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Discover ECPR's Latest Methods Course Offerings

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Comparative Research Designs

Member rate £492.50
Non-Member rate £985.00

Save £45 Loyalty discount applied automatically*
Save 5% on each additional course booked

*If you attended our Methods School in July/August 2023 or February 2024.

Course Dates and Times

Monday 27 ꟷ Friday 31 July 2020
2 hours of live teaching per day
Courses will be either morning or afternoon to suit participants’ requirements

Benoît Rihoux

Université catholique de Louvain

This seminar-type course provides a highly interactive online teaching and learning environment, using state of the art online pedagogical tools. It is designed for a demanding audience (researchers, professional analysts, advanced students) and capped at a maximum of 12 participants so that the Instructor can cater to the specific needs of each individual.

Purpose of the course

This course provides training on methods that enable a researcher to construct a solid and well-argued comparative research design (CRD) – any research enterprise that comprises at least two ‘cases’ or units of analysis.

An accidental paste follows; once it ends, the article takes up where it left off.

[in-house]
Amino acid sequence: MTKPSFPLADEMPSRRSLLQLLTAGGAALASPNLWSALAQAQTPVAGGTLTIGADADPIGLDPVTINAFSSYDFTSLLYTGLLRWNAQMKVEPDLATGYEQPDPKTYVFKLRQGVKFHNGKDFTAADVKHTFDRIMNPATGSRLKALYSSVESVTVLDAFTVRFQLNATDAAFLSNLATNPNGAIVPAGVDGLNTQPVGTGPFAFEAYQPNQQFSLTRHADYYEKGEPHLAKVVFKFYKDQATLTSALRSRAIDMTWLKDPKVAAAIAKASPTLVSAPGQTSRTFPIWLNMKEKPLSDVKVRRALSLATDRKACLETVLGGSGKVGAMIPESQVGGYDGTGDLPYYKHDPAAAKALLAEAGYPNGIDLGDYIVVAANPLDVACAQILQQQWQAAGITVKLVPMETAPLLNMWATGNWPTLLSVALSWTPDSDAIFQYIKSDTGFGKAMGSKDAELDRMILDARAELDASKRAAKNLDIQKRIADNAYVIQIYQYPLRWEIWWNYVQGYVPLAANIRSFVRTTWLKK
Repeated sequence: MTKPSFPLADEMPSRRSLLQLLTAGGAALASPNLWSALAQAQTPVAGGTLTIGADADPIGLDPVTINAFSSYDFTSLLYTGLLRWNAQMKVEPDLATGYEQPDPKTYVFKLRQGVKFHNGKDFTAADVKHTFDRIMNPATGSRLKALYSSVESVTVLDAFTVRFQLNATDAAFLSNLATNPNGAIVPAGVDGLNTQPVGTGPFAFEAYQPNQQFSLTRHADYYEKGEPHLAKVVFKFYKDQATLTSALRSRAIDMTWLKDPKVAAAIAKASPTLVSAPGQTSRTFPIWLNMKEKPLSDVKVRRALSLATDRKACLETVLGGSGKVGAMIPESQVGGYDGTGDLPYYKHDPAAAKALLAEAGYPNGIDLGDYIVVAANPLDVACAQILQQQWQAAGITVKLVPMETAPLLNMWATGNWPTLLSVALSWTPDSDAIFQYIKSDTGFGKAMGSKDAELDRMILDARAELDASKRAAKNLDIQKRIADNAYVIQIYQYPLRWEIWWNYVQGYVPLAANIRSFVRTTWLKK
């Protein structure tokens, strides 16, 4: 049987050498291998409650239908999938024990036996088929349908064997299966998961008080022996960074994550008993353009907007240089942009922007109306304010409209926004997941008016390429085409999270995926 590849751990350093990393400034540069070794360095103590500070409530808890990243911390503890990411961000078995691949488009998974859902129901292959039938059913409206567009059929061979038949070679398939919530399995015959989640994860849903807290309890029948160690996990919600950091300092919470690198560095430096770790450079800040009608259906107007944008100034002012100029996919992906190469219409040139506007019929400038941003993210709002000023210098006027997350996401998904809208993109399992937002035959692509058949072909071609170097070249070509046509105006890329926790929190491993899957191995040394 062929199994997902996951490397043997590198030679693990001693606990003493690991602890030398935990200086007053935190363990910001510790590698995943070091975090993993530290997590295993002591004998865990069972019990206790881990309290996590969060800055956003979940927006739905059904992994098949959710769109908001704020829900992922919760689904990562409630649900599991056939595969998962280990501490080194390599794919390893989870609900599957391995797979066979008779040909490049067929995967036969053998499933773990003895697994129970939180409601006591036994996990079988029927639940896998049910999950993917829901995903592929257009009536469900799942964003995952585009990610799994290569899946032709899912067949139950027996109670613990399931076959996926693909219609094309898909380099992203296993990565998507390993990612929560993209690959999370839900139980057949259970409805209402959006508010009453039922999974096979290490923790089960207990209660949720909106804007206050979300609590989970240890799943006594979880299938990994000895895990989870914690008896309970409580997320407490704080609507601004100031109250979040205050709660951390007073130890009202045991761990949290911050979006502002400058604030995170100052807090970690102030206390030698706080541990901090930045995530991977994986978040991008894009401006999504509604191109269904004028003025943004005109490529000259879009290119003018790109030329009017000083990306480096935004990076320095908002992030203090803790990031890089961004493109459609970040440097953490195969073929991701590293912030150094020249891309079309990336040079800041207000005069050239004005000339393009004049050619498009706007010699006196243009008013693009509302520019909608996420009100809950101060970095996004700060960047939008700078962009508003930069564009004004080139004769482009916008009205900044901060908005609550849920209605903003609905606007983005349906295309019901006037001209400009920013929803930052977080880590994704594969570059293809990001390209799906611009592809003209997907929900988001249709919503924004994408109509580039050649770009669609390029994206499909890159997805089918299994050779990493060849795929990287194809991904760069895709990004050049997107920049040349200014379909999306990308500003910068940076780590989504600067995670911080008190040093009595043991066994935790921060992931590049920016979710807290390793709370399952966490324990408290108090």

We will cover multiple options, from very few cases (small-n) to multiple cases (intermediate-n) to many cases (larger-n). 

By the end of this course, you will be able to write up a well-constructed CRD section for your project and to reflect strategically on your comparative research project.

ECTS Credits

3 credits Engage fully with class activities 
4 credits Complete an 8–10-page comparative research design, due by Friday 21 August, which will be evaluated and annotated by the Instructor.

Instructor Bio

Benoît Rihoux is a full professor of political science whose research interests include political parties, new social movements, organisational studies, political change, and policy processes.

He is manager of the COMPASSS international research group on comparative methods, in the development and refinement of which he plays a leading role, bringing together scholars from Europe, North America and Japan in particular.

Benoît is a convenor of international methods initiatives more generally, and has published Innovative Comparative Methods for Policy Analysis: Beyond the Quantitative-Qualitative Divide (Springer/Kluwer, ed. with Heike Grimm 2006) and Configurational Comparative Methods: Qualitative Comparative Analysis (QCA) and Related Techniques (Sage, ed. with Charles Ragin 2009).

He has published extensively on systematic comparative methods (QCA in particular) and their applications in diverse fields – especially policy- and management-related – with interdisciplinary teams.

Key topics covered

We will cover a logical sequence of topics that constitute the core building blocks of a solid CRD: 

  1. Thinking upstream: why go comparative? What is the added value of comparison? What should be the mindset of a good comparative researcher? What is the link between a research puzzle and the choice for a CRD? How to formulate a comparative research question?